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Nikon d40x exposure problem

On auto all my images are over exposed, with light area too hot and dark areas weak. On manual all images are totally dark, however the details are all there and can be pushed with P.S. to regain most of the color and the detail, bu it appears forced and noisy. I appreciate any guidance. Also noticed that the shutter release button is slow in responding and has not responded at all at times.

Posted by Fredi White on

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1 Answer

John Abbott

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I assume that this is a film camera that has light meter.
It could be that the camera is set to a different film sensitivity than the actual film.
For example, the film is 400 ASA but the camera is set to 100 ASA.
The sensitivity rating of the film is written on the film box and on the film cartridge. Make sure you set the film ASA number on the camera too.

Posted on Oct 23, 2013

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5 Related Answers

Anonymous

  • 216 Answers

SOURCE: error message

Your camera probably doesn't have a problem. Mount a lens on it and turn the aperture to the smallest opening = F/22 or F/32 then try it.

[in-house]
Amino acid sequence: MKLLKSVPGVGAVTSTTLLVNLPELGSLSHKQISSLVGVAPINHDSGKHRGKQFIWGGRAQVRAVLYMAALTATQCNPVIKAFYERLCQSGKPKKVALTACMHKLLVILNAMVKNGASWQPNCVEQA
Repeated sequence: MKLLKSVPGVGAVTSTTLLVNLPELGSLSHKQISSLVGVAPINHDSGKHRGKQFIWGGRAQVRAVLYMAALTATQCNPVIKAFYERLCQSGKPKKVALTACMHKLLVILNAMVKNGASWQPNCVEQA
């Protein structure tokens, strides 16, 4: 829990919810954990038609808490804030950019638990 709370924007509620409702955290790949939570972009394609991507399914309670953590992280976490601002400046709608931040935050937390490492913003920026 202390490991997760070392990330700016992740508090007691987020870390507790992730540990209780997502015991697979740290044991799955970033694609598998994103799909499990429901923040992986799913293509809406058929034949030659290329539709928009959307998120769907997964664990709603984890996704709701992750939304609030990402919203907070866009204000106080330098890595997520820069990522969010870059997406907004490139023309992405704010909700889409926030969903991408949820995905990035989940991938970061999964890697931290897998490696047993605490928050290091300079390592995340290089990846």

Posted on Nov 19, 2006

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poolseman

zdenek vajdak

  • 206 Answers

SOURCE: Err message

If the error message is on the left hand side of your LCD monitor then your shutter is not coming on line and it might be the 'reset' switch in the back cover locking mechanism that needs replacing. If the error message is on the right hand side of the monitor then this is because the F - stop on your lens is not set to highest setting ( 16 or 22 ) . Set your lens to highest setting and check again to see if error ( FEE ? ) disapears.

Posted on Sep 23, 2007

Anonymous

  • 1 Answer

SOURCE: XR 7 locked up

Just read on another forum where the film rewind button can get stuck (little button on the bottom of the camera, used to initiate rewind), and removing the camera bottom allows access to unjam it.  I'll try... takes a small philips eyeglass screwdriver and young eyes (or my reading glasses...) 

Posted on Sep 18, 2008

ftw1952

frank thomas wilson

  • 10319 Answers

SOURCE: nikon fm10 cannot get shuuter release button to